Microsoft: At a Threshold, or a precipice?

These are interesting times, indeed. As much as the landscape of computing and the internet have changed over the past ten years since the arrival of Google, the iPhone, and the iPad, all indications are that we ain’t seen nuthin’ yet. Yesterday, Google announced its intention to acquire Nest Labs, makers of the internet connected Nest Thermostat and Nest Protect, a smoke and carbon monoxide alarm. While there have been plenty of jokes about Google wanting to intrude (even more) on your privacy, working their way into your living rooms and bedrooms, we think there’s a lot more to it than that. Google has taken a bold step to move into “the internet of things”, a connected web of information gathering devices that could make not only our homes and neighborhoods more efficient, but help us drive our cars, manage our travel and our lives.

At nearly the same time, word filtered out via a Paul Thurrott post about Microsoft’s plans for its next version of Windows, code named Threshold. For Thurrott, Threshold is about fixing what isn’t working with Windows 8/8.1:

In some ways, the most interesting thing about Threshold is how it recasts Windows 8 as the next Vista. It’s an acknowledgment that what came before didn’t work, and didn’t resonate with customers. And though Microsoft will always be able to claim that Windows 9 wouldn’t have been possible without the important foundational work they had done first with Windows 8—just as was the case with Windows 7 and Windows Vista—there’s no way to sugarcoat this. Windows 8 has set back Microsoft, and Windows, by years, and possibly for good.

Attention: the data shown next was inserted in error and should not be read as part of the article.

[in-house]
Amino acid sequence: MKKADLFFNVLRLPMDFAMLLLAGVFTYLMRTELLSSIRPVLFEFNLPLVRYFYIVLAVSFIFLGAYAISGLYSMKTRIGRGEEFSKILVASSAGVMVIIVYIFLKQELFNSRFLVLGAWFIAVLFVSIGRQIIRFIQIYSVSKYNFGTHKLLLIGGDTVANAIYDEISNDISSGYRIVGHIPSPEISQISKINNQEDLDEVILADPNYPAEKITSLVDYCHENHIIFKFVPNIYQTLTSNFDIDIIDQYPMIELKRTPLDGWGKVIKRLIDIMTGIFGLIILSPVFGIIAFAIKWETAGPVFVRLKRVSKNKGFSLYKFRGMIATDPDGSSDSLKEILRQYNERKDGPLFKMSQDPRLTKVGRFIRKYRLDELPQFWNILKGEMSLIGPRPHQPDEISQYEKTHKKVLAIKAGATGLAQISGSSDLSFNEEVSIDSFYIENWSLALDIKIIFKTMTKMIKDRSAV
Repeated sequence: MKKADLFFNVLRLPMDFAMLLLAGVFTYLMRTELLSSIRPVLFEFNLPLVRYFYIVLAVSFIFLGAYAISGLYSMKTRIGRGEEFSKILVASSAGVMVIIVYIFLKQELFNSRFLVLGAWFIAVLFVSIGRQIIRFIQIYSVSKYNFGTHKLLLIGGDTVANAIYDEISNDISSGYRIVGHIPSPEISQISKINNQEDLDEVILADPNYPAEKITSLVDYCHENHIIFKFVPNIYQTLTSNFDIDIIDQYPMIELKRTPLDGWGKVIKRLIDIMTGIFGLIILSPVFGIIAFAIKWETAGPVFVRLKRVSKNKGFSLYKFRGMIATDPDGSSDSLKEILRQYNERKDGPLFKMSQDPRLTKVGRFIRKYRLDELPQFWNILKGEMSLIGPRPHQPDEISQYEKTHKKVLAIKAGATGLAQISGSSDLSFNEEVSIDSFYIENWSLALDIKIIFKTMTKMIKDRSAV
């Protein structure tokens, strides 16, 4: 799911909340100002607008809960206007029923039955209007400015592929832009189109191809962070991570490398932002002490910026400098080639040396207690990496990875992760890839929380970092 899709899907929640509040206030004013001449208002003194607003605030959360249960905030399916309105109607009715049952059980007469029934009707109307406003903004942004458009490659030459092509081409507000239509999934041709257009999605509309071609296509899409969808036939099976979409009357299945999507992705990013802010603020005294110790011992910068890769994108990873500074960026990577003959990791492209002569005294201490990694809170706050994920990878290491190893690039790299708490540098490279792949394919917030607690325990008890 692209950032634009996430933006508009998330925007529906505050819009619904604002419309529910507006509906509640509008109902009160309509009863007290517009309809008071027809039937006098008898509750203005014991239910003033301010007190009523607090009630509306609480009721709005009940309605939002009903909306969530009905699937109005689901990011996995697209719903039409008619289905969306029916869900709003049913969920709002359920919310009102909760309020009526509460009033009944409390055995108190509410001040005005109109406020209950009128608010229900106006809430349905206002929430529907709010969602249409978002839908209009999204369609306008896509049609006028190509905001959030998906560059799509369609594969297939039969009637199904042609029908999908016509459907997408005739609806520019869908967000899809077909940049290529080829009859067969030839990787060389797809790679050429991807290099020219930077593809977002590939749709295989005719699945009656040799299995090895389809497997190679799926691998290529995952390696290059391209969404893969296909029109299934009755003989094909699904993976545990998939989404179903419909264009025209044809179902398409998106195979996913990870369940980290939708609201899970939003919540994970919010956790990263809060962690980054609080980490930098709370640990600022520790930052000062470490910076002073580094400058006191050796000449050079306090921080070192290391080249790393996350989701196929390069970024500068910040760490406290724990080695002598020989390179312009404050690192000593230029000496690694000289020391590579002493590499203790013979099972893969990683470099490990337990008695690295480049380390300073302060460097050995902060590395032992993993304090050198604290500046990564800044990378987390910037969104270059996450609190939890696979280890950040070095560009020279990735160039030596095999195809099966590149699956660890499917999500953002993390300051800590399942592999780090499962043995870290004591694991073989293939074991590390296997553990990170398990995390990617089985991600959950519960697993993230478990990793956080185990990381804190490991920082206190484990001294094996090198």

What started out, with Windows 8, as an interim step in how to get Windows onto tablets, using touch, was refined with Windows 8.1 (partly to accommodate those users still on a keyboard and mouse), and will be refined again with Windows 9, “maturing and fixing” the design language to make Windows more palatable to users and corporations unwilling to move forward.

In some ways, this isn’t so much “an acknowledgment that what came before didn’t work”, but a progression, however slow, along a path. The problem is that the world is moving much faster than Microsoft is, and continues to do so. While Microsoft struggles to prove against all odds that this isn’t a “post-PC” world, other players in the space are innovating rapidly, already moving well beyond the PC.

This doesn’t have to mean that it’s all doom and gloom for Microsoft, however. They’ve certainly seen the need to change, starting with the ouster of Steven Sinofsky. The recent re-organization within Microsoft, and its attempts to blur lines and get the company working together as “One Microsoft” is supposed to help streamline operations, but Microsoft still lacks true vision, the kind that can see past saving Windows or Office and move the company into a next generation of computing. Steve Ballmer saw this, and knew he wasn’t the right person for the job.

It’s unclear, however, if Microsoft will find that person, or if the company will still be too encumbered by Bill Gates and Steve Ballmer on the board to take the kind of bold steps the company needs to take, the kind that Google took yesterday.